Genealogy Cruises versus Convention Centers

Several genealogy cruises take place every year. Cruising genealogists get to enjoy “how to” presentations and courses, software demonstrations, presentations describing the latest genealogy techniques, good food, gorgeous scenery, and adventurous shore excursions. What could be better?

Occasionally we hear claims that interest in genealogy is declining. These claims are based on the fact that attendance at some genealogy conferences is less than that of a few years ago. Yet everywhere else we look, we see proof of the opposite.

RootsTech attracted nearly 13,000 people this year. While it is held in the “genealogy Mecca” of Salt Lake City, that’s not bad for a mid-winter event! Who Do You Think You Are? Live! held in England a few months ago attracted 15,000 attendees. The accompanying Who Do You Think You Are? television series about genealogy is popular in several countries around the world.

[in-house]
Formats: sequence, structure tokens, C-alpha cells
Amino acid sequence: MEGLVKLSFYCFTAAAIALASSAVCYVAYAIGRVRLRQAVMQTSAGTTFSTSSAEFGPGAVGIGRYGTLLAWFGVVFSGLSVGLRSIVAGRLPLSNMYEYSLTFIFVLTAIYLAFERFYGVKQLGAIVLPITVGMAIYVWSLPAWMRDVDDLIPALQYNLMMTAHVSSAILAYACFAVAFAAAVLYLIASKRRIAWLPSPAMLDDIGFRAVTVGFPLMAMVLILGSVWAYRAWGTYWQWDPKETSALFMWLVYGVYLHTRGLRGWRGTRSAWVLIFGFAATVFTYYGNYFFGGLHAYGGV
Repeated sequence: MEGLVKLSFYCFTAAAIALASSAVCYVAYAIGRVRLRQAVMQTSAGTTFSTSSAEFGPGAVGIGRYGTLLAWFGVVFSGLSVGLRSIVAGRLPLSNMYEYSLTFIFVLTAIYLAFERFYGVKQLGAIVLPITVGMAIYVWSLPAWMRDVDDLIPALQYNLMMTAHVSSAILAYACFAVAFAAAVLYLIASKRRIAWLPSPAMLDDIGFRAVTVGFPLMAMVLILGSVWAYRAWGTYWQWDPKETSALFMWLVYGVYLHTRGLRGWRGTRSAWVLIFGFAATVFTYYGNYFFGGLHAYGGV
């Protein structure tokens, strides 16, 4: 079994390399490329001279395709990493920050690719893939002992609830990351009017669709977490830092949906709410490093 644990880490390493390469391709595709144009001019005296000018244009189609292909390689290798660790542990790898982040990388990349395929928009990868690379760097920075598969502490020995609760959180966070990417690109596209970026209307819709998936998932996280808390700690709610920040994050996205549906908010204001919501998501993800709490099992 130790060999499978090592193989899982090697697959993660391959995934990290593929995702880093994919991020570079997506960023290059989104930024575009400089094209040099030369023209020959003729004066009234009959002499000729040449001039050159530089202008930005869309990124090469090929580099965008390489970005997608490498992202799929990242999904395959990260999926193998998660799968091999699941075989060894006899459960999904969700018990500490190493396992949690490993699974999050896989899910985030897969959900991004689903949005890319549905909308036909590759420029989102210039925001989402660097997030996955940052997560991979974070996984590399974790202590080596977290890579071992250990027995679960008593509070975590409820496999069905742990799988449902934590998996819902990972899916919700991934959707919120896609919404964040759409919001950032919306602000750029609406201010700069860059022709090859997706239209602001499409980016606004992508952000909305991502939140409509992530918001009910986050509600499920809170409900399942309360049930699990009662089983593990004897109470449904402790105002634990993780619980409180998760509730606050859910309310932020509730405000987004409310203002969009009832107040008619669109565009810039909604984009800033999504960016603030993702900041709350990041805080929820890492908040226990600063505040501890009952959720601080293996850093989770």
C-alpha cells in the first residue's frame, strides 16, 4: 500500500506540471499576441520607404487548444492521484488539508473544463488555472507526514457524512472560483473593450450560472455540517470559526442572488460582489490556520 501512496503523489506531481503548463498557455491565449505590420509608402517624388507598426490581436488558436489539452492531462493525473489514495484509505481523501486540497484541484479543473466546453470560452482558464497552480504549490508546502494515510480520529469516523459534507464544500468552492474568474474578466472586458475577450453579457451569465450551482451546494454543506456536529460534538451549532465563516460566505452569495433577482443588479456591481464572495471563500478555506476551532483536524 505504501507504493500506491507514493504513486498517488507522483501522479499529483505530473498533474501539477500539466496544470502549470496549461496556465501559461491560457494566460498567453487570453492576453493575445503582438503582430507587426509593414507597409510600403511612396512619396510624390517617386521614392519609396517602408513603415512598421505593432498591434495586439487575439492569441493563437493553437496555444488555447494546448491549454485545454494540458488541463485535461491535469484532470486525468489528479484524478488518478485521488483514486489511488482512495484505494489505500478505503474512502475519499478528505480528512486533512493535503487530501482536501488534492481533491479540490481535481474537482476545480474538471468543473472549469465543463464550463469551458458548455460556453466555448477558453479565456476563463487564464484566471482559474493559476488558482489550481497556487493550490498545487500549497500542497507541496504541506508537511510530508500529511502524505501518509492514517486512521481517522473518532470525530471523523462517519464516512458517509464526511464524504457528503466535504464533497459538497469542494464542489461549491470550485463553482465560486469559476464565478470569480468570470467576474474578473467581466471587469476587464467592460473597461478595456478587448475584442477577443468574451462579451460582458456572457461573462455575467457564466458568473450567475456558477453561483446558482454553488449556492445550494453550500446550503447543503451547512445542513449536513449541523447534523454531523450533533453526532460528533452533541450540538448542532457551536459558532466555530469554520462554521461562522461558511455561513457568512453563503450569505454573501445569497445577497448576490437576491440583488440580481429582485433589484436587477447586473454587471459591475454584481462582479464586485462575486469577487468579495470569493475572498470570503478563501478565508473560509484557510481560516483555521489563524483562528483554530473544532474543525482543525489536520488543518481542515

Thousands of genealogy web sites also attest to the current level of interest. The number of genealogy programs available for handheld computers is increasing faster than ever before and the latest growth is in cloud-based genealogy programs. Several of the software producers are reporting record sales. Finally, genealogy “theme cruises” attract more and more people every year.

I’d say that genealogy is alive and more popular than ever!

Three or four different genealogy cruises are held each year, and hundreds of genealogists, spouses, children, and friends apparently enjoy them. Most of the genealogy cruises operate on a somewhat similar concept: take a vacation to one or more exotic spots, hold seminars on genealogy topics on the days at sea, and then spend the days in port sightseeing. The number and variety of presentations vary from one cruise to another, but I would describe all of them as “floating genealogy conferences.”